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A basic tenet in the hermeneutics of theology is to build a doctrine upon the clearer, or less disputed, passages and then interpret the more difficult passages in light of the clearer passages.1 However, in gender studies, the ground is often first broken in the rough terrain of 1 Timothy 2, 1 Corinthians 11 and 14, or with the household codes of Ephesians 5–6, Colossians 3, and 1 Peter 2–3. This study will examine three passages involving women in Mark’s gospel—in Mark 3, 5, and 14—all of which are undisputed in terms of significant lexicography, grammar, or relevant gender theology. As clearer passages, they form part of a greater foundation to the theology of gender studies. Read more
The dream of every truly Christian parent is to raise godly offspring—children who live wholeheartedly for Christ no matter what the cost. This dream was fulfilled by the daughters of a father named Pudens. Read more
Like Mary waiting on Easter morningregretting a dream she thought was deadin a world whence God had seemingly fledleaving her weeping, perplexed, forlorn,but daring to ask “Where is the Lord?”and hearing at last the holy word, Read more
Behold a child is softly crying who will save a world lost and dying, the wooden trough where he is lain precursor to a cross of pain.     Read more
As night gives birth to a billion stars when day is gone darkness is ever destined to be the herald of dawn; out of a place where hope is not must hope be born. Read more
The doctrine of the Trinity is one of those core Christian beliefs that—on the basis of scriptural revelation, orthodox religious tradition, and common Christian spiritual experience—was carefully pondered, debated, and then formulated in the Apostles’ Creed, Nicene Creed, and Athanasian Creed. These “ecumenical creeds” are recognized and subscribed to by most Roman Catholic, Greek Orthodox, and Protestant churches as the true definition of who and what the Lord God Almighty, the One True God we worship and serve, truly is. Read more
Is God more like a totem pole or a circle? That is to ask, is God a being in tandem, a hierarchical Godhead with degrees of rank, glory, and even divinity: the Father at the top, the Son in the middle, and the Holy Spirit on the bottom? Or, is the Trinity an equal community—a permanent triunity of one great God, in three completely coeternal, completely coequal persons (or personalities, or faces)? Read more
When editors Ronald Pierce and Rebecca Groothuis’s Discovering Biblical Equality came out in 2005, many were surprised to read its subtitle: “Complementarity without Hierarchy.” “Wasn’t that term ‘complement’ already taken? Didn’t it already mean ‘hierarchical’ by its inherent nature? Was this a case of co-opting a word and attempting to redefine it away from its original meaning?” were the questions to ask. Those who took the time to check it out in Webster’s Unabridged Dictionary may have been surprised to read: “1. something that completes or makes perfect . . . 2. The quantity or amount that completes anything . . . 3. Either of two parts or things needed to complete the whole; counterpart.”1 Read more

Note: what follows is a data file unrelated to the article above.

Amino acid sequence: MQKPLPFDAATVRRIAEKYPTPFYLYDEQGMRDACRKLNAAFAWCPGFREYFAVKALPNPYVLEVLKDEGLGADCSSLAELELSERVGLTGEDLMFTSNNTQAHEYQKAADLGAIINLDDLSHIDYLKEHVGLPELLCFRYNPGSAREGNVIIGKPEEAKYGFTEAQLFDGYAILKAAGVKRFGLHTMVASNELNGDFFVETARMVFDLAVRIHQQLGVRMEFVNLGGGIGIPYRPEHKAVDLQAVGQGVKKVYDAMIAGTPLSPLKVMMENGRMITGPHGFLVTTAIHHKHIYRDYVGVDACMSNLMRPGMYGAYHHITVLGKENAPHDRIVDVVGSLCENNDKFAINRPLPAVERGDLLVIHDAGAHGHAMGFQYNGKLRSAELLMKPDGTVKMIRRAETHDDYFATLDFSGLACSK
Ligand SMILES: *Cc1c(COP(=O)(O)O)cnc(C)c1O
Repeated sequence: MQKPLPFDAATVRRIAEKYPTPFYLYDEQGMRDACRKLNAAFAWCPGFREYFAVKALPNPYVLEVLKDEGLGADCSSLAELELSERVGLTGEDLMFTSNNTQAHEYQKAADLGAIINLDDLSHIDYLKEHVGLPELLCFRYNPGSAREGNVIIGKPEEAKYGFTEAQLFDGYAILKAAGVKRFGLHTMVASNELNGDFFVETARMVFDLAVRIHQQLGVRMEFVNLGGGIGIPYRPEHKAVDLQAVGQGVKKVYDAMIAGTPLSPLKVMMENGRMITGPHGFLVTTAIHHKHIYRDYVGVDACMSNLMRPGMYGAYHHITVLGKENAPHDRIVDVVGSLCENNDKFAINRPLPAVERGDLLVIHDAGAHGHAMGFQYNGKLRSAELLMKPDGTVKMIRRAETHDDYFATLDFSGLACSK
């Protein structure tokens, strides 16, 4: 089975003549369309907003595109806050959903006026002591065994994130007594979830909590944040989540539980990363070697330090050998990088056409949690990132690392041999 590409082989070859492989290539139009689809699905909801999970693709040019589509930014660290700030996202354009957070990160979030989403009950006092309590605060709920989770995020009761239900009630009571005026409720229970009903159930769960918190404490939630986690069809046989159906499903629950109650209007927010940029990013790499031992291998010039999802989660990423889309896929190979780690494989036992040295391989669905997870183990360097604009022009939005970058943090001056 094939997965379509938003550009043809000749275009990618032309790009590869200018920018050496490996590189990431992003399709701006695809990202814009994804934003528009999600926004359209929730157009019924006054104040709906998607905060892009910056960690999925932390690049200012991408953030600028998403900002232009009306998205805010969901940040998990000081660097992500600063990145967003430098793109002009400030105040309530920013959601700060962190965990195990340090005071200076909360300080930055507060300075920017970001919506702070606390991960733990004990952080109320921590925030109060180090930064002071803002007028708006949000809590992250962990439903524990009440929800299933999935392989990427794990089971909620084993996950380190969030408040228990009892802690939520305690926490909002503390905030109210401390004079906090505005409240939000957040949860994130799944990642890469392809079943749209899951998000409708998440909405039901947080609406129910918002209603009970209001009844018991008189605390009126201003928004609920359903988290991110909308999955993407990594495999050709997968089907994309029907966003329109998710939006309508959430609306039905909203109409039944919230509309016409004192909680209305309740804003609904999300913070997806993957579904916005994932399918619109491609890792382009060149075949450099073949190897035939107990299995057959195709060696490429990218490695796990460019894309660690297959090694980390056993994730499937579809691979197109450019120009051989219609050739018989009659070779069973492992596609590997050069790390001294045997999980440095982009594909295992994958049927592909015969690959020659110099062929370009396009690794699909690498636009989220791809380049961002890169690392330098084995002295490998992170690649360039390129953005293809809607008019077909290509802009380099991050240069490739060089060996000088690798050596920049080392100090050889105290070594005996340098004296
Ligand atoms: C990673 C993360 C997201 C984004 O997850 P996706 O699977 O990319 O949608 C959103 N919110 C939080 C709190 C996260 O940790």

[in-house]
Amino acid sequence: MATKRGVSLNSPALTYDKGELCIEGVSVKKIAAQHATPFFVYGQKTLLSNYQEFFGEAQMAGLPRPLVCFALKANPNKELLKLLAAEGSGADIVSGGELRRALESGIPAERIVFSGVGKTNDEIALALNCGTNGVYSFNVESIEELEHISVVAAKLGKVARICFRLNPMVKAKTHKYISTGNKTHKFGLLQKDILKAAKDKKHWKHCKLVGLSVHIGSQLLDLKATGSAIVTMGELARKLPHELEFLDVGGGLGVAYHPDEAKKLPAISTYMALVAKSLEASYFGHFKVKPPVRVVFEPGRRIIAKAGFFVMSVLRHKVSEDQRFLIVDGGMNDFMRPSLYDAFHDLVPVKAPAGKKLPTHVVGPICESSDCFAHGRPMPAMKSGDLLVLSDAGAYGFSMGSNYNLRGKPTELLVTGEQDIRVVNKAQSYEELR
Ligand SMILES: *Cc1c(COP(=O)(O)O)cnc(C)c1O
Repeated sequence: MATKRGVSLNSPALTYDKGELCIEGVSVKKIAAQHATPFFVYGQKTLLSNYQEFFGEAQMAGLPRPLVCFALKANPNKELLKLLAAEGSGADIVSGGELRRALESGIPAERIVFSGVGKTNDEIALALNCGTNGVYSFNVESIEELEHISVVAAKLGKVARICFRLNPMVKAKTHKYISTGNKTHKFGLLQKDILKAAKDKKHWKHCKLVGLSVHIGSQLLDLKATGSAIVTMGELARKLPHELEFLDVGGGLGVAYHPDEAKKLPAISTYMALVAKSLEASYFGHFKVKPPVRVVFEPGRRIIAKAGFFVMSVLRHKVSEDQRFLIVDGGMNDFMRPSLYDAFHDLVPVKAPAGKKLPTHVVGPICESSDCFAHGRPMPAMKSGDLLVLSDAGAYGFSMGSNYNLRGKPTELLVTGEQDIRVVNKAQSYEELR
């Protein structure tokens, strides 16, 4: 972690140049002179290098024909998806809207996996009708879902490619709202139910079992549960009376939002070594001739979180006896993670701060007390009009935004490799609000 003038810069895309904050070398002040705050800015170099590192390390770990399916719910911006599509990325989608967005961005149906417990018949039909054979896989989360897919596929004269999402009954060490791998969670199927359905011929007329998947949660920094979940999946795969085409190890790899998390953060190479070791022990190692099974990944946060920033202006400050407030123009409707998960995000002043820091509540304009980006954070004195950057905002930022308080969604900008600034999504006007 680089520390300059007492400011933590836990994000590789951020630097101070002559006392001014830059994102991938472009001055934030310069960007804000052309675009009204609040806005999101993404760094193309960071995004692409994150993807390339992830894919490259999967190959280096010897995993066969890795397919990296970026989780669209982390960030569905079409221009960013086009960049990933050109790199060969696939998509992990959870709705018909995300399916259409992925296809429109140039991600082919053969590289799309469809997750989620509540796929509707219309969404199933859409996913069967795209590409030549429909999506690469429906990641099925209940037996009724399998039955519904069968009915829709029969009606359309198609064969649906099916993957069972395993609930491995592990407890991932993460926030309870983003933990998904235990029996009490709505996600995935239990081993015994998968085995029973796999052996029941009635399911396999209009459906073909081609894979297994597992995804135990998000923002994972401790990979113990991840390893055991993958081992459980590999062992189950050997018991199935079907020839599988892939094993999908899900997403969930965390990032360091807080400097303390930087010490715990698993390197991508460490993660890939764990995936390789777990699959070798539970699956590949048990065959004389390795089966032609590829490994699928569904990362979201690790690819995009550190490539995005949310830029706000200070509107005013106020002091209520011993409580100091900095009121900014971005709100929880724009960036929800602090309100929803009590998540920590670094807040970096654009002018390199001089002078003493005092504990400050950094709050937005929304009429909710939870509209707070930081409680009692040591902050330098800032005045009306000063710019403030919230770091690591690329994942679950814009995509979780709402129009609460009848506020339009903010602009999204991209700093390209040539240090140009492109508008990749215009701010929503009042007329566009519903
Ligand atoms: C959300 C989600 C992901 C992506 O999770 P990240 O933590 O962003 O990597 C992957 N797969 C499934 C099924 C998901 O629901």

A superficial glance at the New Testament in translation, combined with an expectation of a subordinate role for women, results in generalizations that Paul commands women not to teach or have authority (1 Tim 2:11–15), except in the case of older women teaching younger women how to be housewives (Titus 2:3–5), and women are not to teach in official, public, formal positions in the church, but they can teach in informal, private, one-on-one situations in the home. Read more
A perennial and difficult question for conservative evangelicals to answer is the relationship between the Bible and the creeds and confessions of the church. We evangelicals say that we believe in the ultimate authority and sufficiency of Scripture. We thus often hear evangelical teachers saying, “What we believe and teach comes directly from the Bible.” I frequently heard these words as a young theological student, and they rang in my mind for twenty years until one day, when writing an article on “the how” of doing evangelical theology, I came to see they were inherently untrue. We evangelicals draw on a rich theological tradition that impacts heavily on how we interpret Scripture on doctrinal matters. Scripture is our ultimate authority in matters of faith and conduct, but we always come to Scripture with the theology or doctrine we have inherited from our teachers and mentors in our minds. This theology does not spring directly from the pages of Scripture. It is the product of a long process of reflection and debate over many centuries as to what is the primary emphasis, the fundamental insight, given the diverse teaching of Scripture on specific doctrinal issues.  Read more

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